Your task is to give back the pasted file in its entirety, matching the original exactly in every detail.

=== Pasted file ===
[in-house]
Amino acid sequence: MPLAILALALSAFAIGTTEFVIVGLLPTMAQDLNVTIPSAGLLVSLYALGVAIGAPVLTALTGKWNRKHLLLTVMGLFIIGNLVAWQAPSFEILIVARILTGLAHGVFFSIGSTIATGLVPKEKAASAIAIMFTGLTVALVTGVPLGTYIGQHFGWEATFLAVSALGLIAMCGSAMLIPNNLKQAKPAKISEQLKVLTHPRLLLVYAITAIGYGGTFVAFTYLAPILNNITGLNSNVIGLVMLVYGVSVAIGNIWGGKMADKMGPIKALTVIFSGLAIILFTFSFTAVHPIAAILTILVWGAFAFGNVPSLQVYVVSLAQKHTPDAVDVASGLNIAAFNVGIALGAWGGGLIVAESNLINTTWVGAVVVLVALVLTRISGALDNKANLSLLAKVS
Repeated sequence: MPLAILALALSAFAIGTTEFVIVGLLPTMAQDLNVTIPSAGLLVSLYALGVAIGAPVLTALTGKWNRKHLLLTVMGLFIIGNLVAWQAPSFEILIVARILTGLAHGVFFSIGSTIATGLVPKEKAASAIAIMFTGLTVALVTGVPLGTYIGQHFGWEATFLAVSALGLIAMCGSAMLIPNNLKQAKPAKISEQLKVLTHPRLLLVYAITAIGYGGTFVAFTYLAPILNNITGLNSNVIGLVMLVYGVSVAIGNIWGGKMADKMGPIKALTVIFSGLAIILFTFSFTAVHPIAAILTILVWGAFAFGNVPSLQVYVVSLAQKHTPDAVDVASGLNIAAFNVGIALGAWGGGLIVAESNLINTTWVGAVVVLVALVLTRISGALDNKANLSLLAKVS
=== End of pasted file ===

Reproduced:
[in-house]
Amino acid sequence: MPLAILALALSAFAIGTTEFVIVGLLPTMAQDLNVTIPSAGLLVSLYALGVAIGAPVLTALTGKWNRKHLLLTVMGLFIIGNLVAWQAPSFEILIVARILTGLAHGVFFSIGSTIATGLVPKEKAASAIAIMFTGLTVALVTGVPLGTYIGQHFGWEATFLAVSALGLIAMCGSAMLIPNNLKQAKPAKISEQLKVLTHPRLLLVYAITAIGYGGTFVAFTYLAPILNNITGLNSNVIGLVMLVYGVSVAIGNIWGGKMADKMGPIKALTVIFSGLAIILFTFSFTAVHPIAAILTILVWGAFAFGNVPSLQVYVVSLAQKHTPDAVDVASGLNIAAFNVGIALGAWGGGLIVAESNLINTTWVGAVVVLVALVLTRISGALDNKANLSLLAKVS
Repeated sequence: MPLAILALALSAFAIGTTEFVIVGLLPTMAQDLNVTIPSAGLLVSLYALGVAIGAPVLTALTGKWNRKHLLLTVMGLFIIGNLVAWQAPSFEILIVARILTGLAHGVFFSIGSTIATGLVPKEKAASAIAIMFTGLTVALVTGVPLGTYIGQHFGWEATFLAVSALGLIAMCGSAMLIPNNLKQAKPAKISEQLKVLTHPRLLLVYAITAIGYGGTFVAFTYLAPILNNITGLNSNVIGLVMLVYGVSVAIGNIWGGKMADKMGPIKALTVIFSGLAIILFTFSFTAVHPIAAILTILVWGAFAFGNVPSLQVYVVSLAQKHTPDAVDVASGLNIAAFNVGIALGAWGGGLIVAESNLINTTWVGAVVVLVALVLTRISGALDNKANLSLLAKVS